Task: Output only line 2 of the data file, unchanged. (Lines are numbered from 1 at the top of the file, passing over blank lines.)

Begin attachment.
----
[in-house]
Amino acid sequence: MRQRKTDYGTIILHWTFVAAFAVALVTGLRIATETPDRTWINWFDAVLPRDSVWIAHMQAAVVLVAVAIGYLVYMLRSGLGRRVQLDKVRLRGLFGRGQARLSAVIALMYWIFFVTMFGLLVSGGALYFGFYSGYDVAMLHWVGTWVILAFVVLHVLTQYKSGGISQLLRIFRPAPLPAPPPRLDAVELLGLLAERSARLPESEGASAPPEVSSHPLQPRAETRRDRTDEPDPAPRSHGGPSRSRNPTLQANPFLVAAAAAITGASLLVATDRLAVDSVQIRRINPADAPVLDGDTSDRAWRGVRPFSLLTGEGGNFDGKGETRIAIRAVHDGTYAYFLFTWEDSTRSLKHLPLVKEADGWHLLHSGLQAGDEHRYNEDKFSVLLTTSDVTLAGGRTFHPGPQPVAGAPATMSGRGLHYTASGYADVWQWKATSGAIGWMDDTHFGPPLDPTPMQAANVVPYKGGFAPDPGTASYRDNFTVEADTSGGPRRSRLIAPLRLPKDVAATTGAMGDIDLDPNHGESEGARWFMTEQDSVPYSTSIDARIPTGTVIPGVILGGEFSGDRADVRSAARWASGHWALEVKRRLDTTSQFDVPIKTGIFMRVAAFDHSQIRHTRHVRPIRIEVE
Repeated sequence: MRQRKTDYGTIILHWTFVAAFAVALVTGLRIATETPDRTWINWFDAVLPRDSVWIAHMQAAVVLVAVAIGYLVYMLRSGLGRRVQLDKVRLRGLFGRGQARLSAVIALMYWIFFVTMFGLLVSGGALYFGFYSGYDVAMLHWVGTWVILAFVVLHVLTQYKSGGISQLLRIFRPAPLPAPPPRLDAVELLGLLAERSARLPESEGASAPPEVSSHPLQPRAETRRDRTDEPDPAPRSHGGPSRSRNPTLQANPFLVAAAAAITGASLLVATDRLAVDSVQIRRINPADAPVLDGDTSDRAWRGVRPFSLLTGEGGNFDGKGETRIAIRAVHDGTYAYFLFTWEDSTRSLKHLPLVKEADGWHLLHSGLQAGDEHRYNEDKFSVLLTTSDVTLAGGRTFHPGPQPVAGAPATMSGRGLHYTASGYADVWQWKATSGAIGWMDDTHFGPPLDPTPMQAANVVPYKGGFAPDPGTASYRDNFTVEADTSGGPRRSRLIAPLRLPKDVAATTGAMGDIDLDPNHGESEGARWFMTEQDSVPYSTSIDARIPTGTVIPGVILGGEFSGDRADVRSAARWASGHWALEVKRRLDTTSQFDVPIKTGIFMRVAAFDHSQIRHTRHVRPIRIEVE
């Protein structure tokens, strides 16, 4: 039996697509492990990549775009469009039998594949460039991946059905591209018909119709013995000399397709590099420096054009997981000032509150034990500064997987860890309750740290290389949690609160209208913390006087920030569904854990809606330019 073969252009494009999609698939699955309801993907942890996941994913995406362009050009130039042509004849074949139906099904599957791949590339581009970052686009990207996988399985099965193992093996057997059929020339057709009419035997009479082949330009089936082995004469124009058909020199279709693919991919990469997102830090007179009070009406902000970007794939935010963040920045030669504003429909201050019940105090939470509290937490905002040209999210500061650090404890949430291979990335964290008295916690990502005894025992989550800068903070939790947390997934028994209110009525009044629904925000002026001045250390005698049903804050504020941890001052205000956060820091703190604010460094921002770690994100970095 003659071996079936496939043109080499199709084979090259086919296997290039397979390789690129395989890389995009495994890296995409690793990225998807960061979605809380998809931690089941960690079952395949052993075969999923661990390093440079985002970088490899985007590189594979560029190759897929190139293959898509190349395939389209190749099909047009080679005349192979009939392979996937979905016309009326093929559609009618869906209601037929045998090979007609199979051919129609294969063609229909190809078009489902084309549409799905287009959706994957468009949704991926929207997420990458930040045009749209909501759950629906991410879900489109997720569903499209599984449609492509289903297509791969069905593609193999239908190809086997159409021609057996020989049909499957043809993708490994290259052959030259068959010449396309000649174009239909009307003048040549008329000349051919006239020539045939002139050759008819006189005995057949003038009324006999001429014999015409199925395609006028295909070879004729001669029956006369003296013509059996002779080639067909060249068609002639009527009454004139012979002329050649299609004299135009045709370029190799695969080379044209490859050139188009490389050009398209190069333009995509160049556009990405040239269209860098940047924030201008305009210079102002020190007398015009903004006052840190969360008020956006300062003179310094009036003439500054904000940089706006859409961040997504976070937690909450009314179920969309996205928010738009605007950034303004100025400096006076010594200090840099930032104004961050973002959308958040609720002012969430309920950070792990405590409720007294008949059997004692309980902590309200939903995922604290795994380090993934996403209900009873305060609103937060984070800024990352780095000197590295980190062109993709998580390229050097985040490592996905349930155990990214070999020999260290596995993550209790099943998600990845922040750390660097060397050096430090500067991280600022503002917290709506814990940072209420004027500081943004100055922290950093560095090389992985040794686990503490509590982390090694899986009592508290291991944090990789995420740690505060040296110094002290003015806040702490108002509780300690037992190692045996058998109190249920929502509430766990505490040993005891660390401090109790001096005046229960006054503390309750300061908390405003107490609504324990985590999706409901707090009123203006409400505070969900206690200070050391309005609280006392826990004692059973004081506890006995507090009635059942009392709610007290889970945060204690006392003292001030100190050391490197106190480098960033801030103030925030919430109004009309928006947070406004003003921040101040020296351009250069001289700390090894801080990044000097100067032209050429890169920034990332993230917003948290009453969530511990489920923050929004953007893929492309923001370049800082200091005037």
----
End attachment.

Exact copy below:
Amino acid sequence: MRQRKTDYGTIILHWTFVAAFAVALVTGLRIATETPDRTWINWFDAVLPRDSVWIAHMQAAVVLVAVAIGYLVYMLRSGLGRRVQLDKVRLRGLFGRGQARLSAVIALMYWIFFVTMFGLLVSGGALYFGFYSGYDVAMLHWVGTWVILAFVVLHVLTQYKSGGISQLLRIFRPAPLPAPPPRLDAVELLGLLAERSARLPESEGASAPPEVSSHPLQPRAETRRDRTDEPDPAPRSHGGPSRSRNPTLQANPFLVAAAAAITGASLLVATDRLAVDSVQIRRINPADAPVLDGDTSDRAWRGVRPFSLLTGEGGNFDGKGETRIAIRAVHDGTYAYFLFTWEDSTRSLKHLPLVKEADGWHLLHSGLQAGDEHRYNEDKFSVLLTTSDVTLAGGRTFHPGPQPVAGAPATMSGRGLHYTASGYADVWQWKATSGAIGWMDDTHFGPPLDPTPMQAANVVPYKGGFAPDPGTASYRDNFTVEADTSGGPRRSRLIAPLRLPKDVAATTGAMGDIDLDPNHGESEGARWFMTEQDSVPYSTSIDARIPTGTVIPGVILGGEFSGDRADVRSAARWASGHWALEVKRRLDTTSQFDVPIKTGIFMRVAAFDHSQIRHTRHVRPIRIEVE